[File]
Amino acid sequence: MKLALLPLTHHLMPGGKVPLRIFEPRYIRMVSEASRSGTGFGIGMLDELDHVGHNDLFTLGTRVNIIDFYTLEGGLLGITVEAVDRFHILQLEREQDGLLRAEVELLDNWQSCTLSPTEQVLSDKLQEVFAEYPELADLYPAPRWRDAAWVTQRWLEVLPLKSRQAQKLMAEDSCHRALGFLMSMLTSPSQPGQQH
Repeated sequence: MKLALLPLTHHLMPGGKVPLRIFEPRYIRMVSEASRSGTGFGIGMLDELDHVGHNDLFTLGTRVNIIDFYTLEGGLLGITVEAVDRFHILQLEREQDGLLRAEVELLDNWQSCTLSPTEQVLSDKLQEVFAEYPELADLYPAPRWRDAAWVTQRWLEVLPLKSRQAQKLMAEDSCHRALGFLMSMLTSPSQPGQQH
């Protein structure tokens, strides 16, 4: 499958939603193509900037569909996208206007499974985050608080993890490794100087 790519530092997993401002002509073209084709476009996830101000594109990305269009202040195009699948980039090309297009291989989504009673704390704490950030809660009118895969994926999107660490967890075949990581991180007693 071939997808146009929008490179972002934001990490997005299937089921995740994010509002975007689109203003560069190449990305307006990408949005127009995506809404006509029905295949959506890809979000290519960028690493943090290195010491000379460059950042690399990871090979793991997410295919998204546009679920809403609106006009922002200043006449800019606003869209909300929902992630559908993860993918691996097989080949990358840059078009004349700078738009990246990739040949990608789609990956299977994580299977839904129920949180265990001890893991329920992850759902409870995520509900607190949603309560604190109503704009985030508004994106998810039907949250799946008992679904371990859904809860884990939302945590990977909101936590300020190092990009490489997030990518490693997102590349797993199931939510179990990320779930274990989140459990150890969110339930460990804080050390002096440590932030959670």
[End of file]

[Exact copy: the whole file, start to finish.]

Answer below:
Amino acid sequence: MKLALLPLTHHLMPGGKVPLRIFEPRYIRMVSEASRSGTGFGIGMLDELDHVGHNDLFTLGTRVNIIDFYTLEGGLLGITVEAVDRFHILQLEREQDGLLRAEVELLDNWQSCTLSPTEQVLSDKLQEVFAEYPELADLYPAPRWRDAAWVTQRWLEVLPLKSRQAQKLMAEDSCHRALGFLMSMLTSPSQPGQQH
Repeated sequence: MKLALLPLTHHLMPGGKVPLRIFEPRYIRMVSEASRSGTGFGIGMLDELDHVGHNDLFTLGTRVNIIDFYTLEGGLLGITVEAVDRFHILQLEREQDGLLRAEVELLDNWQSCTLSPTEQVLSDKLQEVFAEYPELADLYPAPRWRDAAWVTQRWLEVLPLKSRQAQKLMAEDSCHRALGFLMSMLTSPSQPGQQH
């Protein structure tokens, strides 16, 4: 499958939603193509900037569909996208206007499974985050608080993890490794100087 790519530092997993401002002509073209084709476009996830101000594109990305269009202040195009699948980039090309297009291989989504009673704390704490950030809660009118895969994926999107660490967890075949990581991180007693 071939997808146009929008490179972002934001990490997005299937089921995740994010509002975007689109203003560069190449990305307006990408949005127009995506809404006509029905295949959506890809979000290519960028690493943090290195010491000379460059950042690399990871090979793991997410295919998204546009679920809403609106006009922002200043006449800019606003869209909300929902992630559908993860993918691996097989080949990358840059078009004349700078738009990246990739040949990608789609990956299977994580299977839904129920949180265990001890893991329920992850759902409870995520509900607190949603309560604190109503704009985030508004994106998810039907949250799946008992679904371990859904809860884990939302945590990977909101936590300020190092990009490489997030990518490693997102590349797993199931939510179990990320779930274990989140459990150890969110339930460990804080050390002096440590932030959670």